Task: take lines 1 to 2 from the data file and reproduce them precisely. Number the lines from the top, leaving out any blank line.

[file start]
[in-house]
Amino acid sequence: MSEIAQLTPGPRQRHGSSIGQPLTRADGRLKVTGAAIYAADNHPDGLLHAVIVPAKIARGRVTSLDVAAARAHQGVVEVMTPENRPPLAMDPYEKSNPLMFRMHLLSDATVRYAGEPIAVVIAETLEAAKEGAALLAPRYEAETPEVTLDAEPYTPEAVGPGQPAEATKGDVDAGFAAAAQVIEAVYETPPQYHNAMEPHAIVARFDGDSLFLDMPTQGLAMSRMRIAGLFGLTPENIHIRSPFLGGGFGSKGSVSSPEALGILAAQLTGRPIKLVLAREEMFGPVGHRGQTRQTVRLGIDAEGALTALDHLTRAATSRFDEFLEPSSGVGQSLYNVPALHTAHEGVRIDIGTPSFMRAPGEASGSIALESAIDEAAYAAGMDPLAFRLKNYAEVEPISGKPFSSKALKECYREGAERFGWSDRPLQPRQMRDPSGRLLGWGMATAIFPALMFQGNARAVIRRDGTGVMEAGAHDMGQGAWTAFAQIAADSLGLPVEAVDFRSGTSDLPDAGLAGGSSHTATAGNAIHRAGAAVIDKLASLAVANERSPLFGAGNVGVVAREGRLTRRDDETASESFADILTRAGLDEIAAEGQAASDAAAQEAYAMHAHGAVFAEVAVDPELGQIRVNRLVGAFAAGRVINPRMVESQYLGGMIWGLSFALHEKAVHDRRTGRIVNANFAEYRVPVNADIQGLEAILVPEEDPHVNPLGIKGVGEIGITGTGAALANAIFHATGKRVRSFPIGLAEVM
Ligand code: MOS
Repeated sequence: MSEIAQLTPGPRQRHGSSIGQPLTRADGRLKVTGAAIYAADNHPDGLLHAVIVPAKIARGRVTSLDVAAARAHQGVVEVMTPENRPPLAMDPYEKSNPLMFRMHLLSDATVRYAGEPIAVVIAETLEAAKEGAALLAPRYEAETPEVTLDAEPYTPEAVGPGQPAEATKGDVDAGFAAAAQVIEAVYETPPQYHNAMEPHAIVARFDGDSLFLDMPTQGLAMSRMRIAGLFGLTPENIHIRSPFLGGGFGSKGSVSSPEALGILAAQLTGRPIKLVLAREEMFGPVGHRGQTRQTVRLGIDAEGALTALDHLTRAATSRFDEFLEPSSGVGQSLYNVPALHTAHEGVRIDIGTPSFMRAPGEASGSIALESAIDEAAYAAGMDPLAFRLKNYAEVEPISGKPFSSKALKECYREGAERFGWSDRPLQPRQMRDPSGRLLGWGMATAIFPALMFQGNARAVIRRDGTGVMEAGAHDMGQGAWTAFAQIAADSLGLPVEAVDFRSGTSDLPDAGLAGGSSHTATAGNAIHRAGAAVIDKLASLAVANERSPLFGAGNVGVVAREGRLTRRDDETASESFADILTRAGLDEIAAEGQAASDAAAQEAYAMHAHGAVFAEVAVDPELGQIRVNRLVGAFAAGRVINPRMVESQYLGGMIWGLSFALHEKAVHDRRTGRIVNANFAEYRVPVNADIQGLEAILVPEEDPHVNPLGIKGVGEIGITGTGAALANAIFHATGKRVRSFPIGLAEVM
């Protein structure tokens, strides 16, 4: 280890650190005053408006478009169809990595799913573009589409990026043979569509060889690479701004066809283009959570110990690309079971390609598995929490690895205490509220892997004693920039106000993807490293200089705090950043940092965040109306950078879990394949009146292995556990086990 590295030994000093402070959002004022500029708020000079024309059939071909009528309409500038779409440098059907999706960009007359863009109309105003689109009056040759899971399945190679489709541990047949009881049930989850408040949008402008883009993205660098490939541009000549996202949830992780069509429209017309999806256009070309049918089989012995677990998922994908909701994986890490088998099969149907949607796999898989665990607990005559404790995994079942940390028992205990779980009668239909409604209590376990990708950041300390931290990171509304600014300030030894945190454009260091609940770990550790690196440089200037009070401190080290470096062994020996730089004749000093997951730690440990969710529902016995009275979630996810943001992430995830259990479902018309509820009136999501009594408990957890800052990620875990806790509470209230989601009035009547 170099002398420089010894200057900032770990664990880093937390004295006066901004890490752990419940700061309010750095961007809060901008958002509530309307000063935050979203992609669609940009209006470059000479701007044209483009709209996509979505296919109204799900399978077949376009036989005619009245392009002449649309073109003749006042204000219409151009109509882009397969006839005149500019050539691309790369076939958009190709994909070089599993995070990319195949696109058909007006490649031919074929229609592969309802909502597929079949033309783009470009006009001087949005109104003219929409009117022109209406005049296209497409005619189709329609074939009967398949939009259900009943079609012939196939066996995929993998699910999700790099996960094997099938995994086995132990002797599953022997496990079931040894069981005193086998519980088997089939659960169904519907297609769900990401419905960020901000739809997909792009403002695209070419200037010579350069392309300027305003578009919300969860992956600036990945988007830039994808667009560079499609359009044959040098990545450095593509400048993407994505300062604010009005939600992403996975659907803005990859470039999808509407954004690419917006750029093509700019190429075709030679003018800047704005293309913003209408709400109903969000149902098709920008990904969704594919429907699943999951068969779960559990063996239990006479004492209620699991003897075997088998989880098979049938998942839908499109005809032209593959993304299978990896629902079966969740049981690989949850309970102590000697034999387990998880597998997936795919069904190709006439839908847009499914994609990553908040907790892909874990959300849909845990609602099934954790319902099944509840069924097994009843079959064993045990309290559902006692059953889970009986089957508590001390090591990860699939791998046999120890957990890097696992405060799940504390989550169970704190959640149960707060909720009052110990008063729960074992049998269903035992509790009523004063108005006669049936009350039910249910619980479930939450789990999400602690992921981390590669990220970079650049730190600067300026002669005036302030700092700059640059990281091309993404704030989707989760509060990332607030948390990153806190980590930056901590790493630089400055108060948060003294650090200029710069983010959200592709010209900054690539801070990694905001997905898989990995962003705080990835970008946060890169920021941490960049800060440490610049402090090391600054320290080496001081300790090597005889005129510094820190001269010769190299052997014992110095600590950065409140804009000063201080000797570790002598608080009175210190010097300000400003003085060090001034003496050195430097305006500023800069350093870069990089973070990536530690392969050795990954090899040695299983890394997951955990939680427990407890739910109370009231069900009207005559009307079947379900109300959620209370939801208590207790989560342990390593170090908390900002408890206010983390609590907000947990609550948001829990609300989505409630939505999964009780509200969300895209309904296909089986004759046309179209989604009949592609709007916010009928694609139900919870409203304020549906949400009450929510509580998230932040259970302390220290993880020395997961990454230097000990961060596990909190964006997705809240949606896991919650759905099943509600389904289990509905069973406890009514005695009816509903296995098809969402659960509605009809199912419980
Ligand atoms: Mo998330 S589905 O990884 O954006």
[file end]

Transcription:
[in-house]
Amino acid sequence: MSEIAQLTPGPRQRHGSSIGQPLTRADGRLKVTGAAIYAADNHPDGLLHAVIVPAKIARGRVTSLDVAAARAHQGVVEVMTPENRPPLAMDPYEKSNPLMFRMHLLSDATVRYAGEPIAVVIAETLEAAKEGAALLAPRYEAETPEVTLDAEPYTPEAVGPGQPAEATKGDVDAGFAAAAQVIEAVYETPPQYHNAMEPHAIVARFDGDSLFLDMPTQGLAMSRMRIAGLFGLTPENIHIRSPFLGGGFGSKGSVSSPEALGILAAQLTGRPIKLVLAREEMFGPVGHRGQTRQTVRLGIDAEGALTALDHLTRAATSRFDEFLEPSSGVGQSLYNVPALHTAHEGVRIDIGTPSFMRAPGEASGSIALESAIDEAAYAAGMDPLAFRLKNYAEVEPISGKPFSSKALKECYREGAERFGWSDRPLQPRQMRDPSGRLLGWGMATAIFPALMFQGNARAVIRRDGTGVMEAGAHDMGQGAWTAFAQIAADSLGLPVEAVDFRSGTSDLPDAGLAGGSSHTATAGNAIHRAGAAVIDKLASLAVANERSPLFGAGNVGVVAREGRLTRRDDETASESFADILTRAGLDEIAAEGQAASDAAAQEAYAMHAHGAVFAEVAVDPELGQIRVNRLVGAFAAGRVINPRMVESQYLGGMIWGLSFALHEKAVHDRRTGRIVNANFAEYRVPVNADIQGLEAILVPEEDPHVNPLGIKGVGEIGITGTGAALANAIFHATGKRVRSFPIGLAEVM